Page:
Golden further testified that on Tuesday, June 23, she left defendant's house in defendant's car about 5:30 p.m. and drove to the south side to get Williams. After picking up Williams, Golden returned to Olivia Norris' apartment and retrieved the gun. Golden then drove to the victim's neighborhood and parked the car. Golden and Williams walked towards the McDonalds' apartment building and waited on the corner. Shortly thereafter, Golden saw the McDonalds' car being driven down the street and pointed it out to Williams. Golden then walked back to defendant's car and drove to a nearby grocery store parking lot and waited with the engine running.
Golden testified that Williams soon ran up to the car and opened the passenger door. Golden testified that as Williams entered the car he said, "Let's get the *** out of here." Golden drove directly back to defendant's house. Golden testified that during the ride, Williams said, "I hit the bitch in the head. I think she is going to die." Golden further testified that Williams also told her that the victim had children with her.
Golden testified that upon arriving at defendant's house, Williams went down into the basement while she talked to defendant. Golden testified that defendant asked her if Williams had taken care of it, to which Golden replied, "Pay him the money." Golden testified that defendant responded, "I hope the bitch die." Golden testified that defendant then took her car keys from Golden and left, saying that she was going to get more money. About 15 minutes later, defendant returned home and gave Golden $500. Golden gave Williams the money, who returned $100 to Golden as they had agreed.
Golden testified that she then drove Williams back to the south side in defendant's car. She dropped him off at a street corner and then returned the gun to Olivia Norris. Golden then met her sister at a bar and had some drinks. After leaving the bar, Golden spent some time alone at the lakefront before returning to defendant's house. Finding no one at defendant's home, Golden went to bed. Golden testified that the next morning, Wednesday, June 24, defendant returned home with two police detectives. The detectives asked Golden to return with them to the police station. On the way to the station, Golden and defendant sat in the back seat of the police car. Golden testified that defendant whispered to her that she should not say anything because the police knew nothing.
That evening, Golden was still at the police station when she discovered that the police allowed the defendant to go home. Golden told Detective Kamenski that she was surprised because defendant "was the cause of all this" and the murder was defendant's idea. Golden then directed the police to the neighborhood where she had dropped off Williams and he was eventually apprehended. Subsequently, Golden was driven back to the police station, where she telephoned Olivia Norris. Golden told Olivia to give the gun to the police. Golden then accompanied the police to Olivia's apartment, but the gun was not recovered at that time.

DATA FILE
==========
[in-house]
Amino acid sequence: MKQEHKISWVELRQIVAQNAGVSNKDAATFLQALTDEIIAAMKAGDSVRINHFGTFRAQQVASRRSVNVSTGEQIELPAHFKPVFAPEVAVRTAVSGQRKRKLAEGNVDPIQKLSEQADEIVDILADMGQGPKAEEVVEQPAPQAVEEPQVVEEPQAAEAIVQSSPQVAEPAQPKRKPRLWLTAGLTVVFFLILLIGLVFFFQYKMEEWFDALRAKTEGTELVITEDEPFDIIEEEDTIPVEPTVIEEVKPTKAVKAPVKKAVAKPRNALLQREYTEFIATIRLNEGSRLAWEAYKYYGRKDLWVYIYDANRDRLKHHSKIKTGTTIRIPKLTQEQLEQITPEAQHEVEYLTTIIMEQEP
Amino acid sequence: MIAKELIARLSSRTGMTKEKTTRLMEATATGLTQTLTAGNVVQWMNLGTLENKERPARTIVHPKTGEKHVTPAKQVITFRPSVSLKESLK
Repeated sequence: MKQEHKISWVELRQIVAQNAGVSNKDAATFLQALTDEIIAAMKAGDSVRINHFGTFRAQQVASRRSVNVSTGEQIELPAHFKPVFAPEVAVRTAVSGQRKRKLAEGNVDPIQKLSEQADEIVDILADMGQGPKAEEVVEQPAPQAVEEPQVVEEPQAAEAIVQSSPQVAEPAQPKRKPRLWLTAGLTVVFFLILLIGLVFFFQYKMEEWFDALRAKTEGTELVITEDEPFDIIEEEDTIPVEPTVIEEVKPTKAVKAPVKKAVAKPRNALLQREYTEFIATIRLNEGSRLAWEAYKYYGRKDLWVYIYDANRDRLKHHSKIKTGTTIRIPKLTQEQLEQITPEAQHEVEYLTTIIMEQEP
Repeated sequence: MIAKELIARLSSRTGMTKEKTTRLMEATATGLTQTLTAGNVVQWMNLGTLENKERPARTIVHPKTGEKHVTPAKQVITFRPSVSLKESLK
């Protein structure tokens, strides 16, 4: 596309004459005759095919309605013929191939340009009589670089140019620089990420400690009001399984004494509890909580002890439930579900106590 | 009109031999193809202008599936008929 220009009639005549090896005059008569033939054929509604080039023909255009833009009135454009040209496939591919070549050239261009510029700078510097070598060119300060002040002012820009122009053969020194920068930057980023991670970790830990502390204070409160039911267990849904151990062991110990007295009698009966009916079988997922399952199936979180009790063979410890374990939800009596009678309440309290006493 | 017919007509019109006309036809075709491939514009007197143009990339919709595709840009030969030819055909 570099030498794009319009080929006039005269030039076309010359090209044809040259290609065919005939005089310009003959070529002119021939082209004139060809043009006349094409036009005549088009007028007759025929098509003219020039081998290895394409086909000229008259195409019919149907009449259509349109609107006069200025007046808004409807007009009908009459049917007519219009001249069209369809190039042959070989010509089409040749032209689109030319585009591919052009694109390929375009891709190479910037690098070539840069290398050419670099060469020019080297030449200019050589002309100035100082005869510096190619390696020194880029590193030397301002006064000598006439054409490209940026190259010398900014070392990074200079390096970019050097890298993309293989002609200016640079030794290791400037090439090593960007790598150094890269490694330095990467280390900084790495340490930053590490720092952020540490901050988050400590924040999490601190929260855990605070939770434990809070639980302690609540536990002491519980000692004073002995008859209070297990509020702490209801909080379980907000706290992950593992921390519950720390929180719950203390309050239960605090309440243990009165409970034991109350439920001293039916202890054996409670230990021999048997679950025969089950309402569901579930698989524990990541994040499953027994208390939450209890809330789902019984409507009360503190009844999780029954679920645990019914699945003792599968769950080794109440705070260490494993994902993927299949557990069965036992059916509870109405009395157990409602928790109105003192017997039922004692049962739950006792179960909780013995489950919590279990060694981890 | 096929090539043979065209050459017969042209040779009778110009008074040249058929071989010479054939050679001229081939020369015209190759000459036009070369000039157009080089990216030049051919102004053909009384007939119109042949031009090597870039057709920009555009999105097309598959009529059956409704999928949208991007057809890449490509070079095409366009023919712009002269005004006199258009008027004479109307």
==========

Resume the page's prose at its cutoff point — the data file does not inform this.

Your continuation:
Golden also testified concerning her agreement with the State. In exchange for her testimony against defendant, the State was going to recommend a prison term of 20 years for Golden. On cross-examination, Golden testified she was aware that without the agreement it was possible that she could receive the death penalty. In addition, Golden was aware that with credit for time served and good behavior she could be released within seven years.
On cross-examination, Golden admitted that when she was first questioned by police detectives she denied any involvement in the murder. Golden denied that she spoke to Iris Harrison, another inmate at the Cook County jail, regarding her case. Finally, Golden denied seeing people at defendant's house on June 21, the Sunday before the murder.
On redirect examination, Golden testified that in July 1987, while she was incarcerated in the Cook County jail, defendant visited her. Golden testified that defendant asked her to write Louia McDonald and tell him that defendant had nothing to do with Valerie's murder. Golden testified further that defendant told her that if she wrote the letter, defendant would deposit a "big lump sum of money" into Golden's account at the jail's commissary. Golden testified that she did not respond to this request.
Assistant State's Attorney Joel DeGrazia testified that on June 25, 1987, he was present when Golden made a court-reported statement regarding the shooting of Valerie McDonald. DeGrazia read the statement to the jury, which was largely consistent with Golden's trial testimony. On cross-examination, DeGrazia acknowledged that Golden never told him that defendant entered Olivia Norris' apartment with her to obtain the gun.
LaKevin Norris testified that in the summer of 1987 he was about to enter the fifth grade. At that time, he and his younger brother lived with his mother, Olivia Norris. LaKevin testified that in late June 1987, he saw his cousin, Golden, and defendant pull up in front of his building in a burgundy-colored car. LaKevin accompanied Golden up to his apartment and then returned outside and spoke with defendant. LaKevin testified that he asked defendant what her name was and she replied "Geraldine." LaKevin then went up to the apartment with defendant. He remembered the women staying for about 15 or 20 minutes. The next evening, Golden returned to LaKevin's house with two men. LaKevin identified Eddie Williams as one of the men who was with Golden.
A medical examiner testified that he performed an autopsy on Valerie McDonald. He noted a gunshot entrance wound near the upper portion of her right ear and recovered a small caliber bullet from near her left temple. He determined that the gunshot wound was the cause of death. Detective David Ryan testified that on June 25, 1987, he recovered a gun wrapped in a pillowcase from Olivia Norris. Olivia showed Ryan the abandoned garage where the gun was hidden. A firearms expert testified that ballistics tests showed that the gun fired the bullet that killed Valerie McDonald.